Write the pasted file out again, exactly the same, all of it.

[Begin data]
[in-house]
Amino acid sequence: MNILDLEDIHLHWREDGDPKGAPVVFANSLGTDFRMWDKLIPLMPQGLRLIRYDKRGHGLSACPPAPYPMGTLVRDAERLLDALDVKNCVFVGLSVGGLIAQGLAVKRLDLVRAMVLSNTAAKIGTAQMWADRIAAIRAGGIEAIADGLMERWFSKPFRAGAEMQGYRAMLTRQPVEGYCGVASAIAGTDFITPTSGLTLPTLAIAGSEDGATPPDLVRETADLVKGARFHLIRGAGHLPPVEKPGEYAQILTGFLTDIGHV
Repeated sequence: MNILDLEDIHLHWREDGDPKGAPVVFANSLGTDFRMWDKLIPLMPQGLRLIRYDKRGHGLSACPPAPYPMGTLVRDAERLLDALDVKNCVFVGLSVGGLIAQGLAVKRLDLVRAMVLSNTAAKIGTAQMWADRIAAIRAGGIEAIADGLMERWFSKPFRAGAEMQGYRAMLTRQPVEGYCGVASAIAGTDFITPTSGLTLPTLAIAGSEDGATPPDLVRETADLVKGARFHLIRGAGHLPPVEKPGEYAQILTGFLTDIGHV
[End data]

[in-house]
Amino acid sequence: MNILDLEDIHLHWREDGDPKGAPVVFANSLGTDFRMWDKLIPLMPQGLRLIRYDKRGHGLSACPPAPYPMGTLVRDAERLLDALDVKNCVFVGLSVGGLIAQGLAVKRLDLVRAMVLSNTAAKIGTAQMWADRIAAIRAGGIEAIADGLMERWFSKPFRAGAEMQGYRAMLTRQPVEGYCGVASAIAGTDFITPTSGLTLPTLAIAGSEDGATPPDLVRETADLVKGARFHLIRGAGHLPPVEKPGEYAQILTGFLTDIGHV
Repeated sequence: MNILDLEDIHLHWREDGDPKGAPVVFANSLGTDFRMWDKLIPLMPQGLRLIRYDKRGHGLSACPPAPYPMGTLVRDAERLLDALDVKNCVFVGLSVGGLIAQGLAVKRLDLVRAMVLSNTAAKIGTAQMWADRIAAIRAGGIEAIADGLMERWFSKPFRAGAEMQGYRAMLTRQPVEGYCGVASAIAGTDFITPTSGLTLPTLAIAGSEDGATPPDLVRETADLVKGARFHLIRGAGHLPPVEKPGEYAQILTGFLTDIGHV